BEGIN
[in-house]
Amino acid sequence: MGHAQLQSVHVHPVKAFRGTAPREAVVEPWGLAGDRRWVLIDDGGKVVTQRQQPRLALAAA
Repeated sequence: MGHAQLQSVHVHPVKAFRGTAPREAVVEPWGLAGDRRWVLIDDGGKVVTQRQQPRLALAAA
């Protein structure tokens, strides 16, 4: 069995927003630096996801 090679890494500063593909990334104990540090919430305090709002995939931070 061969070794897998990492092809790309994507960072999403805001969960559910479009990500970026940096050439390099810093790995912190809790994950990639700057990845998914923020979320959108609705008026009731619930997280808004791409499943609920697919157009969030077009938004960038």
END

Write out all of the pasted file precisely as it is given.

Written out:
[in-house]
Amino acid sequence: MGHAQLQSVHVHPVKAFRGTAPREAVVEPWGLAGDRRWVLIDDGGKVVTQRQQPRLALAAA
Repeated sequence: MGHAQLQSVHVHPVKAFRGTAPREAVVEPWGLAGDRRWVLIDDGGKVVTQRQQPRLALAAA
């Protein structure tokens, strides 16, 4: 069995927003630096996801 090679890494500063593909990334104990540090919430305090709002995939931070 061969070794897998990492092809790309994507960072999403805001969960559910479009990500970026940096050439390099810093790995912190809790994950990639700057990845998914923020979320959108609705008026009731619930997280808004791409499943609920697919157009969030077009938004960038």